In Zech 1:17, Yahweh proclaims that (My cities will again overflow with prosperity).[1] The verb usually means to “spread or disperse”, but has a secondary meaning in the Qal stem, which is used here “overflow”.[2] The Qal form is used in this sense also in Pr 5:16. This verb when used in the Hifil stem can mean to disperse or scatter things, such as mountains in Isaiah 28:25, which is a creative act.[3] The use of this verb implies that blessing will flow in torrential fashion.[4]

Similar ideas can be found in Isaiah and also in Deuteronomy. Isaiah 44:26 describes Jerusalem being, and also does it in the context of the Creator acting in history (creatio continua). The verse is located within a description of God as Creator. Isaiah 51:3 depicts Zion being comforted, and in terms of re-creation. It will be restored to an Eden-like state. Deut 6:10 speaks of cities which are bAJ also. These are cities which are given to the Israelites when going into the land God is giving them.

I think that it is important for a Christian who values ecology (environment) to base that view upon ideas found in the Bible. As I will be discussing in the future, Zechariah demonstrates a certain understanding of God as Creator which implies that humanity ought to value and care for God’s creation (the earth).


[1]The Hebrew text is from the MT, as shown in BHS, and the English text is from the NASB unless otherwise noted.

[2]HALOT, 919.

[3]Ibid.

[4]George Klein. Zechariah, 105. David L. Peterson points out that one would expect more agrarian language, such as one finds in Joel 4:18. Yet this is what he calls a picture of sub-urban flourishing. Haggai and Zechariah 1-8, 158. Merril thinks this figure of speech implies the cities will become “abundantly prosperous”, Haggai, Zechariah, Malachi, 107. McComisky makes two important observations. First, he says that in this metaphor, the cities source of goodness is God. Second, He points out that in Deuteronomy this concept has carries an economic sense. McComisky, 1044. Meyers and Meyers also point out the economic connection of this figure of speech. Meyers and Meyers, 124. It seems one should also keep in mind the fact that Persians thought that Persians thought of famine being the product of a judgment of Ahrimin. So in this text, Yahweh is counteracting, overcoming, or showing the ineptness of that mythical god.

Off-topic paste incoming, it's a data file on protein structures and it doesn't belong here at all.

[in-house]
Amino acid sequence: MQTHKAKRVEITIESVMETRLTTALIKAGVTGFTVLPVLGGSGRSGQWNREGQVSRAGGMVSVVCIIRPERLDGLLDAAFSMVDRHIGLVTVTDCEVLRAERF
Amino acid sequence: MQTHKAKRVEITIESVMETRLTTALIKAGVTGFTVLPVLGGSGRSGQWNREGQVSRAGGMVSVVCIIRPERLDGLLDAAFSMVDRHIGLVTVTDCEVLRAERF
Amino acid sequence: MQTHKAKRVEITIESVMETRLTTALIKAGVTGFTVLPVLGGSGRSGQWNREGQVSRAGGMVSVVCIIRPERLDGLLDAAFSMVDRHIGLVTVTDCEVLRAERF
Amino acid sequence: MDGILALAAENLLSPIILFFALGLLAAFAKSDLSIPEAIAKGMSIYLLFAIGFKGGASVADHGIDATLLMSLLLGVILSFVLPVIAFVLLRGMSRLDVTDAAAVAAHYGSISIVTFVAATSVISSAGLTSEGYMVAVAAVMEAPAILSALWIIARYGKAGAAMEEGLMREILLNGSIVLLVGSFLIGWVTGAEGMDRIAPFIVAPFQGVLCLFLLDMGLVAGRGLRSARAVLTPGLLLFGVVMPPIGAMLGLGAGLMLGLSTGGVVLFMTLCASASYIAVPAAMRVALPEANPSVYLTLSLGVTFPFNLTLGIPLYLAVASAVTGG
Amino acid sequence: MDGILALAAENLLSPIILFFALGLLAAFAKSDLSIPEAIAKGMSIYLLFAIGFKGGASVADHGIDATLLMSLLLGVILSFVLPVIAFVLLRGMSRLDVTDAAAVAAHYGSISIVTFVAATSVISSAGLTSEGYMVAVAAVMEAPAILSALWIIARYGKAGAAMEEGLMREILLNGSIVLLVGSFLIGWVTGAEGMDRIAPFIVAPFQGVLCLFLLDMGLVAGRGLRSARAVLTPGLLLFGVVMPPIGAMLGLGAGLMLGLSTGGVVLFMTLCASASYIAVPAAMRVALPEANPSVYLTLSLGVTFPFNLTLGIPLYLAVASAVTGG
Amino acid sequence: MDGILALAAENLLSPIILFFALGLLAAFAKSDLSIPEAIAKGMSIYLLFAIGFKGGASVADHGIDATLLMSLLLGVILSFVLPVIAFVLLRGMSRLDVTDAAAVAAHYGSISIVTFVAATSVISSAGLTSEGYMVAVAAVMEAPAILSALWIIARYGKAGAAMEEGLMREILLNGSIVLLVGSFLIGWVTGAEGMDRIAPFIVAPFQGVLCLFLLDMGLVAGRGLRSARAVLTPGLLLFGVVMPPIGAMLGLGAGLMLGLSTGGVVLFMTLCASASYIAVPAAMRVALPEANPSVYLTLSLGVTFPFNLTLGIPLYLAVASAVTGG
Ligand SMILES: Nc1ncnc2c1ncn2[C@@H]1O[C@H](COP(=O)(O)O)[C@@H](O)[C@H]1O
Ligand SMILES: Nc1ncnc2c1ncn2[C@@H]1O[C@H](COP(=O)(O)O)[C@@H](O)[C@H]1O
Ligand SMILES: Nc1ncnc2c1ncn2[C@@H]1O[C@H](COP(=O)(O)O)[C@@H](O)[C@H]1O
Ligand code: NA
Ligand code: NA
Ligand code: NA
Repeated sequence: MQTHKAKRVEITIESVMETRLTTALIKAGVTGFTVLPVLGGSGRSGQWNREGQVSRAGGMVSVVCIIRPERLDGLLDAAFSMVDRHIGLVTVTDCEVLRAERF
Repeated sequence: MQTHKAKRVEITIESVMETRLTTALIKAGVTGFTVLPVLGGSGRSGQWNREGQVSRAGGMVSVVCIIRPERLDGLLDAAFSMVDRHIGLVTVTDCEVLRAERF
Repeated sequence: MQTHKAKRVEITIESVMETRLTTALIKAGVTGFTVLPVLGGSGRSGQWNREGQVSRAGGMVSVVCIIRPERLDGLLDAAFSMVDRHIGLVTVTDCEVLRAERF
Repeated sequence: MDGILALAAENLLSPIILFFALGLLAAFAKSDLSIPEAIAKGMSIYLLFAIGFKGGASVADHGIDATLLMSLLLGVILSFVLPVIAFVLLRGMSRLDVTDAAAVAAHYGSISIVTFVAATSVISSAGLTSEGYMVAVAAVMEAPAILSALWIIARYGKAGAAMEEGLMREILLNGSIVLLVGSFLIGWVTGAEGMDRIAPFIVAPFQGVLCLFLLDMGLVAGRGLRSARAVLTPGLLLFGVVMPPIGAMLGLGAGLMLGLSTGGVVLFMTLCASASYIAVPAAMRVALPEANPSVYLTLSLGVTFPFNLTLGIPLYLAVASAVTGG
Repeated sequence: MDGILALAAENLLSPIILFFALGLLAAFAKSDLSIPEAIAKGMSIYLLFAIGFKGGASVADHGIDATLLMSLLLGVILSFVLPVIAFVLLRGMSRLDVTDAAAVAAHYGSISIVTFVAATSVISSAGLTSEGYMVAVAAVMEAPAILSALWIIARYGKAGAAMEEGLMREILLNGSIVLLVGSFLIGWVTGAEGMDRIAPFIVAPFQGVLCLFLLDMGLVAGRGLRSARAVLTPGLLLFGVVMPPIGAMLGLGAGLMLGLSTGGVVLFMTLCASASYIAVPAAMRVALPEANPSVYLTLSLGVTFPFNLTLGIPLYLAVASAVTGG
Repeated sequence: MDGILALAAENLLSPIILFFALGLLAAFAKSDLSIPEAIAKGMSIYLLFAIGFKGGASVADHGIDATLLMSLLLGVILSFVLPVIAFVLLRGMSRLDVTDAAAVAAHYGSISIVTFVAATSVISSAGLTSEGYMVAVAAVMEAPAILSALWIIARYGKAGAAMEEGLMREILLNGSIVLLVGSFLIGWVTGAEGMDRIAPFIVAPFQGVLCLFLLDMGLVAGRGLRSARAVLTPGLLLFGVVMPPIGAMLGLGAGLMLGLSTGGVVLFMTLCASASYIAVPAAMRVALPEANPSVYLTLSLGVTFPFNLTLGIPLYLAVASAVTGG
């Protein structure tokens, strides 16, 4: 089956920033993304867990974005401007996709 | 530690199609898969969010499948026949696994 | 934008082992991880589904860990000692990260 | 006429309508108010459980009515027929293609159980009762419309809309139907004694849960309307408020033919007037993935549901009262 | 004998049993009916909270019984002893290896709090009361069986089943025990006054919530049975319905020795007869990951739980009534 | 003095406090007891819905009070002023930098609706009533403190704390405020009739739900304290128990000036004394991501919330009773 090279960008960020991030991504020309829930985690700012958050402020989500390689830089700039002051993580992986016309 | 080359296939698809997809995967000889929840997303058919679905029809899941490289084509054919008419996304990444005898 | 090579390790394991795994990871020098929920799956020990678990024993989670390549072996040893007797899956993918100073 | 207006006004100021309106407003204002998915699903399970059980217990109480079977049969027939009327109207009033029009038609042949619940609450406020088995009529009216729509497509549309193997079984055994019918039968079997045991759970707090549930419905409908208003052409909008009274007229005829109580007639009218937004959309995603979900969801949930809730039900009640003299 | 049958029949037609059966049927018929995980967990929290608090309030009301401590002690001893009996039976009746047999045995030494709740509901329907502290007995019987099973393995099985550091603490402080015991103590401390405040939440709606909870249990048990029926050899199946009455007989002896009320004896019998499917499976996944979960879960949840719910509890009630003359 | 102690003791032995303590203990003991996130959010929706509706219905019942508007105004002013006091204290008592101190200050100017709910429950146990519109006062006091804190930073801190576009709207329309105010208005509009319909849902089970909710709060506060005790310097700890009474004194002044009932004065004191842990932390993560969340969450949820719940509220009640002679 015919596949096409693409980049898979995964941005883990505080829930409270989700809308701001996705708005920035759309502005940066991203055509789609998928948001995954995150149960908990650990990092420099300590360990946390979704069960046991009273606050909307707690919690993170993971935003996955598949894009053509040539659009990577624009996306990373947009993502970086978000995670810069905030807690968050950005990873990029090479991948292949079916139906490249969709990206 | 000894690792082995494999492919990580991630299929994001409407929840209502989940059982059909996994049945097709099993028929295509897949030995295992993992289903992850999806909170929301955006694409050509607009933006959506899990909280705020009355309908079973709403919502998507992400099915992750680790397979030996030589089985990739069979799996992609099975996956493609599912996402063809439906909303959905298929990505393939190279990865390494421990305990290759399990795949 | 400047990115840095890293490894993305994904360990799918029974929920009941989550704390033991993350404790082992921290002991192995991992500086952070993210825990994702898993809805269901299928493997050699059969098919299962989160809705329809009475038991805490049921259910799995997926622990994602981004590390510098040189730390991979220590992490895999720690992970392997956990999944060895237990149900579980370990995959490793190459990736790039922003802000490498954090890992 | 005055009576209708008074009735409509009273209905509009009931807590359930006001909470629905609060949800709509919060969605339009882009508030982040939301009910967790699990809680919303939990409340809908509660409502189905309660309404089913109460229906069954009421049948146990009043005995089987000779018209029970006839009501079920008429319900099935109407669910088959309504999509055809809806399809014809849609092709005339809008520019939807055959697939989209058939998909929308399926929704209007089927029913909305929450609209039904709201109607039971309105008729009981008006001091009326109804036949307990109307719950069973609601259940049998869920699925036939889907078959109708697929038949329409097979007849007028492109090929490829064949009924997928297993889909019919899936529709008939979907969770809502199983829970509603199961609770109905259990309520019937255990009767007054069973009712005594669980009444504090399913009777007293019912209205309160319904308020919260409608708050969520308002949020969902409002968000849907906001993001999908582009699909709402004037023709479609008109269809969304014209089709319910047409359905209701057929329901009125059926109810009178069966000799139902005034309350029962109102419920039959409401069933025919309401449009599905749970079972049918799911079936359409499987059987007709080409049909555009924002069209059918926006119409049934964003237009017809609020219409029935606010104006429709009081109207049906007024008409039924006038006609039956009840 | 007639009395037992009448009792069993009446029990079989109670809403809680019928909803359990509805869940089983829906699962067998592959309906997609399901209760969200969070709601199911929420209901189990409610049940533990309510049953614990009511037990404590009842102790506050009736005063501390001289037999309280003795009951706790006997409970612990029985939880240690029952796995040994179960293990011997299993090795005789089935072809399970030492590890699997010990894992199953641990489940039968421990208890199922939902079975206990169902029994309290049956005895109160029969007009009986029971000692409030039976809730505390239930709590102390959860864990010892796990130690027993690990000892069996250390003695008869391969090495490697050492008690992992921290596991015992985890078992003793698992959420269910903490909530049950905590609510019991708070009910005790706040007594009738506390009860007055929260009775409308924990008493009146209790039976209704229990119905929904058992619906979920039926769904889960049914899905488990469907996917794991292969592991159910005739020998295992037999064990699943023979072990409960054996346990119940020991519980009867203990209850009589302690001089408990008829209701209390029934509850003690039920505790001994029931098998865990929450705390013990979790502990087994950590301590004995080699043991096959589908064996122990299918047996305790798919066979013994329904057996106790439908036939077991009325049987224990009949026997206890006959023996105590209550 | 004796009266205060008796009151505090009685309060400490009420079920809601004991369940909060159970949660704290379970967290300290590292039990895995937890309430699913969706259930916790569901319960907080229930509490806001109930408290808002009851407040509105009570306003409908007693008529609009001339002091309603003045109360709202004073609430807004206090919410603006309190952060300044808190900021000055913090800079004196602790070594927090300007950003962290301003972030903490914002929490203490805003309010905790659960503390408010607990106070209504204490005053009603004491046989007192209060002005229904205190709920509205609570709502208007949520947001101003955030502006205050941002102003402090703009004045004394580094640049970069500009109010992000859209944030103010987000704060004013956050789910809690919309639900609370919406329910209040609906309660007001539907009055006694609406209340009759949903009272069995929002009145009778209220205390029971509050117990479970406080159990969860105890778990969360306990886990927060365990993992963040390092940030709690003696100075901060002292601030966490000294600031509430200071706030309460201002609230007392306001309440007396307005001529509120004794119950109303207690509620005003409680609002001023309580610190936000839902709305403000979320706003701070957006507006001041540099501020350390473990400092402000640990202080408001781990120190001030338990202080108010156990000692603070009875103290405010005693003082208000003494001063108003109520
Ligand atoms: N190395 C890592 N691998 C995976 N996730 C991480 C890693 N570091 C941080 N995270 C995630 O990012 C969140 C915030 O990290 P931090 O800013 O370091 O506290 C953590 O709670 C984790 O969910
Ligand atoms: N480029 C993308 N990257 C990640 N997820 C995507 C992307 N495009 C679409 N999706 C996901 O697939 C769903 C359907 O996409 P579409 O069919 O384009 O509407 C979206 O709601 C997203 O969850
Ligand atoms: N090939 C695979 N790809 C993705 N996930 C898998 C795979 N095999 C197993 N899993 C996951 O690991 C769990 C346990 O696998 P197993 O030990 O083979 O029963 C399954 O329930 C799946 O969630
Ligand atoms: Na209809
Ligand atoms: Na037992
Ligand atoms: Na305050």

One comment on “Creation Metaphor in Zechariah 1:17

  • these are great thoughts; i would think deuteronomy would be ripe (double entendre?) for this sort of study too, especially all the agricultural blessings God promises Israel if she is faithful to covenant. it seems God’s plan in Eden, Israel, and the future is to bless the faithful with a lush and thriving creation

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